All this put me in mind of an experience I had over a decade ago, when I was a student at the University of Saint Andrews, an unapologetically reformed, Scottish Presbyterian institution. St. Andrews was a place where religion was taken very seriously. Now, while the students and faculty of my college there took religion very seriously, none of us took himself very seriously, and this deadly combination led one Friday evening to a biblically-themed costume party. It had not occurred to the organizers of this fete that there weren’t that many biblical characters whose identity would be immediately obvious by means of a costume, so there were no less than 3 Satans, 4 Jesuses, and a half-dozen Virgin Marys. Thus, I was proud of my ingenuity in choosing to go as the only St. Peter that evening. The costume consisted of a hastily constructed cope and miter, a set of keys, and a scroll which read “tu es petrus, et super hanc petram aedificabo ecclesiam meam,” Latin for “you are Peter, and upon this rock I shall build my Church.” I should have known that my Church of Scotland classmates would find this image a bit disconcerting. After a few nervous jokes about what they construed as popery, I was (perhaps insincerely) congratulated for being clever, and we got on with the games planned for the evening. To my disappointment, one of the Virgin Marys won the costume prize.

I tell this story not to brag about clever costume construction or to criticize my fellows for lacking a sense of humor. Rather, I mean to point out how contentious the interpretation of Jesus’ statement in today’s Gospel reading still is. What precisely Jesus means by “you are Peter, and on this rock I will build my church” is important, but the answer Christians give still differs, and that disagreement is central to both major rifts in Church history- the 11th Century schism between East and West and the 16th Century schism within Western Christendom.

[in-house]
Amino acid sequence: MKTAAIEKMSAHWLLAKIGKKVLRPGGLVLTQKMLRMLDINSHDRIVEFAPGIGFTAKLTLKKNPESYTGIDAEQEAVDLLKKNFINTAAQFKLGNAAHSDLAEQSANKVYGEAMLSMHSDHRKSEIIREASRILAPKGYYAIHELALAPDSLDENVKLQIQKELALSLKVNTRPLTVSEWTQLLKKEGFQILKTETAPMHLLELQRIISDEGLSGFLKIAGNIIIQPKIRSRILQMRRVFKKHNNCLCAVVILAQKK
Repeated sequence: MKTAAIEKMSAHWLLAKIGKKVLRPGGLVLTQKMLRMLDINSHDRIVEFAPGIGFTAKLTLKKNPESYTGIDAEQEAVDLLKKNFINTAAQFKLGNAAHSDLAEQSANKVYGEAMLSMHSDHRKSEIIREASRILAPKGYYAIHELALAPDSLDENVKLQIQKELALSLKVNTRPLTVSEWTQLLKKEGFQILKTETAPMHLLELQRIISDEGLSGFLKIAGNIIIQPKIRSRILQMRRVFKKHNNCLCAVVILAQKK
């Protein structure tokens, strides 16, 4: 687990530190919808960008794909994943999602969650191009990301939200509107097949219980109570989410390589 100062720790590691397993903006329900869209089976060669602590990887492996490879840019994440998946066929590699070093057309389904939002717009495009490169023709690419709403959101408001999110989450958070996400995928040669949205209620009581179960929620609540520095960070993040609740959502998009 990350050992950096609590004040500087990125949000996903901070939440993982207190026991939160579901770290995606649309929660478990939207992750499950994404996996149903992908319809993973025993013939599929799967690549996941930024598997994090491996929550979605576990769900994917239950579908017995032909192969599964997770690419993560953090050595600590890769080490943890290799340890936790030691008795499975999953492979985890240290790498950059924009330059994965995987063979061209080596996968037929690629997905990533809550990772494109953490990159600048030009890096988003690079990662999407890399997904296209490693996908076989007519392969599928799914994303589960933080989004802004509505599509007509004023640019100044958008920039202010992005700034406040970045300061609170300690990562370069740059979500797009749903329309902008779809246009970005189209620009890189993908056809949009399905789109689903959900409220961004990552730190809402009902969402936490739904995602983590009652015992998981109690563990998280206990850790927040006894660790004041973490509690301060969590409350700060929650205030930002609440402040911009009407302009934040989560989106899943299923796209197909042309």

But, let’s not get ahead of ourselves. Let’s begin by looking closely at the passage in question, and particularly at Peter. Up to this point, Peter seems to specialize in getting things wrong. Now, to be fair, Peter’s first appearance in the Gospel shows him getting things profoundly right. He shows up first in the fourth chapter of Matthew, when Jesus, as yet a stranger, calls out to Peter on his fishing boat and bids him “follow me, and I will make you fishers of men.” Peter’s response is that of faith. He throws down his net, and obeys the call.

Despite this initial demonstration of faith and understanding, Peter (like the rest of the disciples) cannot help but to be lacking in both through much of the rest of the Gospel. You will remember from a couple of weeks ago, Peter’s mostly failed attempt to walk on water, and Jesus’ subsequent assessment that Peter was “of little faith.”